Five banks from Europe and Asia are lending to the AUD 1.26bn (USD 893m) PPP supplying new trains for the NSW regional rail service TrainLink.
Sources familiar said these are Spanish bank Caixa, KDB Bank, HSBC, MUFG Bank and Societe Generale under a mini-perm structure, with tenor of around seven years. Caixa, HSBC and Societe Generale are each lending AUD 185m, KDB AUD 130m and MUFG AUD 310m.
The margin over BBSY is about 170 basis points.
Financial close was reached on Friday (15 February) following contractual close on Thursday, according to two sources familiar.
The structure is unusual, according to sources. While the government has an option to take back the trains after 15 years, the PPP in fact “notionally” extends for another 20 years beyond that. There are several proposals for high speed rail in NSW and nationally and this structure is said to give the state flexibility to shift to new technology that may emerge by then.
However, if it does choose to take back the trains before the 20-year extension period it would take on the debt that still exists in the vehicle. Most PPPs involve the SPV handing back the asset debt free.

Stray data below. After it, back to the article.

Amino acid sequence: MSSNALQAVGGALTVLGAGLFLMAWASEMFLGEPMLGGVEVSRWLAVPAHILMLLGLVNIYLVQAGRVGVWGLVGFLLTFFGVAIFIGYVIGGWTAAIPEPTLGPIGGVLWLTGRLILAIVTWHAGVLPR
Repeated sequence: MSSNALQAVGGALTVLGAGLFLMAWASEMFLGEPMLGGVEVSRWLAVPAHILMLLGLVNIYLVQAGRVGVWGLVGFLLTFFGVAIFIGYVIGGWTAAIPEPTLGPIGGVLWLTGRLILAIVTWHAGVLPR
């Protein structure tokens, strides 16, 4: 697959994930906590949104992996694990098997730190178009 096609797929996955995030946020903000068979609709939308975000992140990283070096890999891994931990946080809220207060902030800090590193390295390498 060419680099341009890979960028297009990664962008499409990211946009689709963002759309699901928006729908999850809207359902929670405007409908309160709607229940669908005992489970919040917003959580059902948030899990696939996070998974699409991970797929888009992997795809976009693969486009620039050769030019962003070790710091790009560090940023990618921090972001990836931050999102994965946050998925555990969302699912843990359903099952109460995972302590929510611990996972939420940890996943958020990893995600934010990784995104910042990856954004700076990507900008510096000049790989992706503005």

The NSW government confirmed on Thursday that the Momentum Trains consortium – CAF Investment Projects, CIMIC subsidiaries Pacific Partnerships, CPB Contractors and UGL as well as DIF Infrastructure V Coöperatief – had been awarded the Regional Rail PPP.
The project involves designing, building, financing and maintaining the new trains for 15 years.
There will be 117 new carriages forming 10 regional intercity trains, nine “short regional trains and 10 long regional trains”, according to the government.
These will replace old XPT trains that operate between Sydney, Melbourne and Brisbane as well as from Sydney to Dubbo, Grafton and Casino in regional NSW.
It will also replace 50 XPLORER and Endeavour trains that run to smaller centres in regional areas of NSW as well as between Sydney and Canberra.
The first trains are expected to be running from 2023.